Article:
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      Involvement of GABAergic pathway in the sedative activity of apigenin, the main flavonoid from Passiflora quadrangularis pericarp

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          Abstract

          Abstract In the current study we showed that oral administration of an aqueous extract of Passiflora quadrangularis L., Passifloraceae, pericarp results in a significant prolongation of the sleep duration in mice evaluated in the ethyl ether-induced hypnosis test which indicates sedative effects. Apigenin, the main flavonoid of the extract, induced a similar sedative response when applied alone, at a dose equivalent to that found in the extract, suggesting that apigenin is mediating the sedative effects of P. quadrangularis extract. In addition, the sedative effect of apigenin was blocked by pretreatment with the benzodiazepine antagonist flumazenil (1 mg/kg), suggesting an interaction of apigenin with gamma-aminobutyric acid type A (GABAA) receptors. However, apigenin at concentrations 0.1–50 µM failed to enhance GABA-induced currents through GABAA receptors (α1β2γ2S) expressed in Xenopus oocytes. Nevertheless, based on our results, we suggest that the in vivo sedative effect of the P. quadrangularis extract and its main flavonoid apigenin maybe be due to an enhancement of the GABAergic system.

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          Most cited references 32

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          Validation of Analytical Procedures: Text and Methodologies Q2(R1)

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            Getting the dose-response wrong: why hormesis became marginalized and the threshold model accepted.

             E Calabrese (2009)
            The dose-response relationship is central to the biological and biomedical sciences. During the early decades of the twentieth century consensus emerged that the most fundamental dose-response relationship was the threshold model, upon which scientific, health and medical research/clinical practices have been based. This paper documents that the scientific community made a fundamental error on the nature of the dose response in accepting the threshold model and in rejecting the hormetic-biphasic model, principally due to conflicts with homeopathy. Not only does this paper detail the underlying factors leading to this dose response decision, but it reveals that the scientific community never validated the threshold model throughout the twentieth century. Recent findings indicate that the threshold model poorly predicts responses in the low dose zone whereas its dose response "rival", the hormesis model, has performed very well. This analysis challenges a key foundation upon which biological, biomedical and clinical science rest.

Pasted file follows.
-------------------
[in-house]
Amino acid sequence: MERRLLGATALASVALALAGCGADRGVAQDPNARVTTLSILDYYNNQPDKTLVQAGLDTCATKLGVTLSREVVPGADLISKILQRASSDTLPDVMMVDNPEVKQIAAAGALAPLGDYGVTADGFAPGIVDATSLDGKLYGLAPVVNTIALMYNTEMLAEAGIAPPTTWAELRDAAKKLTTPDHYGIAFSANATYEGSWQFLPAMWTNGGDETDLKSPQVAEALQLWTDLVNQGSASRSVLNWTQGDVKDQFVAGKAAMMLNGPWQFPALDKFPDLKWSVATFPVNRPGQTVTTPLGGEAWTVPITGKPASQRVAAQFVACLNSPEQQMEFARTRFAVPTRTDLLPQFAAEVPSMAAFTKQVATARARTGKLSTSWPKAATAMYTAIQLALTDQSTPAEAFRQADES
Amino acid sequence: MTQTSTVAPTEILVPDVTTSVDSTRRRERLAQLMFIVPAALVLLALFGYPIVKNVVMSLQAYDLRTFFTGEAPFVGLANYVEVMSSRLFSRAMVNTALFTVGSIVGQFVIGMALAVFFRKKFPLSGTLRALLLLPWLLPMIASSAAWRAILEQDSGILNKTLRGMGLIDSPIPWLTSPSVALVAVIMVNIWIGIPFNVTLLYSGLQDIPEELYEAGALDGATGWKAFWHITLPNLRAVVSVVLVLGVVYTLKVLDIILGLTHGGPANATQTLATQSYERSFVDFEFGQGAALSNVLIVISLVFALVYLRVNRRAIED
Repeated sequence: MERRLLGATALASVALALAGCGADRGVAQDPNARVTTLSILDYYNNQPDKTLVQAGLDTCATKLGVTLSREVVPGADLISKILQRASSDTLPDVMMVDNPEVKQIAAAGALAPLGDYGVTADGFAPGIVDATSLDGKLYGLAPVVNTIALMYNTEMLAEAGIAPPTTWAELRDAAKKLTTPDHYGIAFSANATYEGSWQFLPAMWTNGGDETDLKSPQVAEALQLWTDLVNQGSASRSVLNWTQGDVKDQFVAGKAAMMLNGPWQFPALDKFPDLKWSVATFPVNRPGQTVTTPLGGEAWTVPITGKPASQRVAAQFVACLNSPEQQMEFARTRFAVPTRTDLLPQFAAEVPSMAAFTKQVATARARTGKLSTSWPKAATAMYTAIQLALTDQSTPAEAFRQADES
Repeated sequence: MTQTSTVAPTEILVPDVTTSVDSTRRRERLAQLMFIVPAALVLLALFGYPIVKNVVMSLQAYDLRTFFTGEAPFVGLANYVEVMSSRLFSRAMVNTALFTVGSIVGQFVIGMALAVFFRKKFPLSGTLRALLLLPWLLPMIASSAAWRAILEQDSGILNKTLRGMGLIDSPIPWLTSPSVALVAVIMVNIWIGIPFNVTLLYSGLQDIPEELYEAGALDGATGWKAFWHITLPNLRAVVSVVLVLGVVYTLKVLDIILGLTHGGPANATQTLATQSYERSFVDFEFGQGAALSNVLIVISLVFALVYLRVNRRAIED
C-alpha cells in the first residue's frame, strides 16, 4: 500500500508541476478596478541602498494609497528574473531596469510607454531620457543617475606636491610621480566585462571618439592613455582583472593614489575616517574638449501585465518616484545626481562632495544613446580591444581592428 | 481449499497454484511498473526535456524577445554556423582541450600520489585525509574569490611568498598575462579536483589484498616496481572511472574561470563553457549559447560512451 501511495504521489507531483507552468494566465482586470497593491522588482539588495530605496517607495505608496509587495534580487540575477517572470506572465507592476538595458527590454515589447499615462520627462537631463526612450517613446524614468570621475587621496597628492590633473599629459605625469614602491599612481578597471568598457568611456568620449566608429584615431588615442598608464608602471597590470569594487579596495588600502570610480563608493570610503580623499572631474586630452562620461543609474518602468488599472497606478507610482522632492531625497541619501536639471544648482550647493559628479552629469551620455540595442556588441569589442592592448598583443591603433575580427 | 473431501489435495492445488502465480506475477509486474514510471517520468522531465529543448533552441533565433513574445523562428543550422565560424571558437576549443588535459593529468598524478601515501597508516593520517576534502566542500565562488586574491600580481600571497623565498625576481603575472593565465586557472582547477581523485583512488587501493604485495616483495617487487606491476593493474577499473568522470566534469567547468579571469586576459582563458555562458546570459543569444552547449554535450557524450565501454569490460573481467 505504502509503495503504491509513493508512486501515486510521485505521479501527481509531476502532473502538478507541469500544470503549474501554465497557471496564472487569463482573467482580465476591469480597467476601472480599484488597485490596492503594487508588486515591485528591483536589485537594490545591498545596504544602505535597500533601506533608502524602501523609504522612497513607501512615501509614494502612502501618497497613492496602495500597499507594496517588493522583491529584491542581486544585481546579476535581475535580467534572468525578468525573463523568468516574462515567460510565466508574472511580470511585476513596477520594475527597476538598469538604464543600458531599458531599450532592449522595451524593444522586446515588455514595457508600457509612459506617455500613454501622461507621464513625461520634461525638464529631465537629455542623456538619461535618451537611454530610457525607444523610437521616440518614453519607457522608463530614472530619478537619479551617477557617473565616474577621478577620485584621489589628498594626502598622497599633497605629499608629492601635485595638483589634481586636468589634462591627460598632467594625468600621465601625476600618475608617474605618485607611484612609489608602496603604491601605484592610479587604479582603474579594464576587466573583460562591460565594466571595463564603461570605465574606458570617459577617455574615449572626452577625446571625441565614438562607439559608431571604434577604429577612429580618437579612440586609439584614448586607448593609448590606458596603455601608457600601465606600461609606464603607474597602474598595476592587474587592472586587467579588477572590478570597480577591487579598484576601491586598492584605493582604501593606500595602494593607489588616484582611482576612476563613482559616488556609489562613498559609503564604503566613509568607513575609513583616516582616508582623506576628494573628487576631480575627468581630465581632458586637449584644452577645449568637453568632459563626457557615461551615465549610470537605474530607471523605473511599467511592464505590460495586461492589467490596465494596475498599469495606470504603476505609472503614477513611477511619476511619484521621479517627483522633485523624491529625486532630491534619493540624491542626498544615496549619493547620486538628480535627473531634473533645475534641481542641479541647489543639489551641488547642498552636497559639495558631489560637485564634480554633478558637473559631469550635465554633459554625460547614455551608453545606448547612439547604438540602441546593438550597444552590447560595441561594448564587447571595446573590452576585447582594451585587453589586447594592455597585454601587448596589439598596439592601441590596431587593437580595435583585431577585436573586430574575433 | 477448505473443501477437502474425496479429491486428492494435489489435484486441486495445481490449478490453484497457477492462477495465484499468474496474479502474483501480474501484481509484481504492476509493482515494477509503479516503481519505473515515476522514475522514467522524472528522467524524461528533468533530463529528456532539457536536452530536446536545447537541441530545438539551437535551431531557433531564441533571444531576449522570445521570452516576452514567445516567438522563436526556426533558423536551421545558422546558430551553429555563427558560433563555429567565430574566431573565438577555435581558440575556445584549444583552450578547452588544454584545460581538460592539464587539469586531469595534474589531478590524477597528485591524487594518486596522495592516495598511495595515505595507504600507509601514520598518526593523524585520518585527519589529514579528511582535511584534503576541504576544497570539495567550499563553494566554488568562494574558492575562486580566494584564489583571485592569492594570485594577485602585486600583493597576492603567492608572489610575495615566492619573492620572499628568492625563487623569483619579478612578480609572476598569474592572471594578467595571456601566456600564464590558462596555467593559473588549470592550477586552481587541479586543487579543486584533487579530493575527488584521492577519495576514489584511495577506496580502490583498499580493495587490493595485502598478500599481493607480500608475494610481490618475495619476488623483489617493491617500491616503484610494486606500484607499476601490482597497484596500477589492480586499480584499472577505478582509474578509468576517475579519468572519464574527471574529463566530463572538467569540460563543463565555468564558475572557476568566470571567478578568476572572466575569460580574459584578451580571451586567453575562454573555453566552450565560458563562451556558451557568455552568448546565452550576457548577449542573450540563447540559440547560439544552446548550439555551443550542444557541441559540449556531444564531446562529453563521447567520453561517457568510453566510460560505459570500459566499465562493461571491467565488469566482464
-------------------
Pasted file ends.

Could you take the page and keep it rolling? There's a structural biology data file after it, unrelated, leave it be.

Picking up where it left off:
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              Passion Flowers

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                Author and article information

                Contributors
                Role: ND
                Role: ND
                Role: ND
                Role: ND
                Role: ND
                Role: ND
                Role: ND
                Journal
                rbfar
                Revista Brasileira de Farmacognosia
                Rev. bras. farmacogn.
                Sociedade Brasileira de Farmacognosia (Curitiba )
                1981-528X
                April 2015
                : 25
                : 2
                : 158-163
                Affiliations
                [1 ] Universidade Federal de Santa Catarina Brazil
                [2 ] Universidad Nacional de Colombia Colombia
                [3 ] Universidade Federal de Santa Catarina Brazil
                Article
                S0102-695X2015000200158
                10.1016/j.bjp.2015.03.009
                Product
                Product Information: website
                Categories
                PHARMACOLOGY & PHARMACY

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